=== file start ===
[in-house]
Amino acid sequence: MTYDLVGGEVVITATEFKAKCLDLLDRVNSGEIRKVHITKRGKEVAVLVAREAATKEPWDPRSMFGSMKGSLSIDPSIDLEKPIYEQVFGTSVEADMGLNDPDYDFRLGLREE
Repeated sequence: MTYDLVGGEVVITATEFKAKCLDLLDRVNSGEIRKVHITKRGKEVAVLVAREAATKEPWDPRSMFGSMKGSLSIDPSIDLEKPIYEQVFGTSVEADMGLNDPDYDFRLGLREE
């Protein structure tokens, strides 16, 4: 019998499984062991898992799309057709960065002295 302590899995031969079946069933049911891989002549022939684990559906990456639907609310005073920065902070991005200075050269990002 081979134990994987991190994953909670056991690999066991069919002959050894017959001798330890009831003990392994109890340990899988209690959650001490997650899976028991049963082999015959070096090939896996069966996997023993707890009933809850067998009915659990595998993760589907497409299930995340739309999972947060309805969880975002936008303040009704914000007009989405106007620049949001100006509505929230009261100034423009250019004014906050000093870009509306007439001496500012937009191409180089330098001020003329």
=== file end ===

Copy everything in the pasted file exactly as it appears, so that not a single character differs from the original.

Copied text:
[in-house]
Amino acid sequence: MTYDLVGGEVVITATEFKAKCLDLLDRVNSGEIRKVHITKRGKEVAVLVAREAATKEPWDPRSMFGSMKGSLSIDPSIDLEKPIYEQVFGTSVEADMGLNDPDYDFRLGLREE
Repeated sequence: MTYDLVGGEVVITATEFKAKCLDLLDRVNSGEIRKVHITKRGKEVAVLVAREAATKEPWDPRSMFGSMKGSLSIDPSIDLEKPIYEQVFGTSVEADMGLNDPDYDFRLGLREE
């Protein structure tokens, strides 16, 4: 019998499984062991898992799309057709960065002295 302590899995031969079946069933049911891989002549022939684990559906990456639907609310005073920065902070991005200075050269990002 081979134990994987991190994953909670056991690999066991069919002959050894017959001798330890009831003990392994109890340990899988209690959650001490997650899976028991049963082999015959070096090939896996069966996997023993707890009933809850067998009915659990595998993760589907497409299930995340739309999972947060309805969880975002936008303040009704914000007009989405106007620049949001100006509505929230009261100034423009250019004014906050000093870009509306007439001496500012937009191409180089330098001020003329």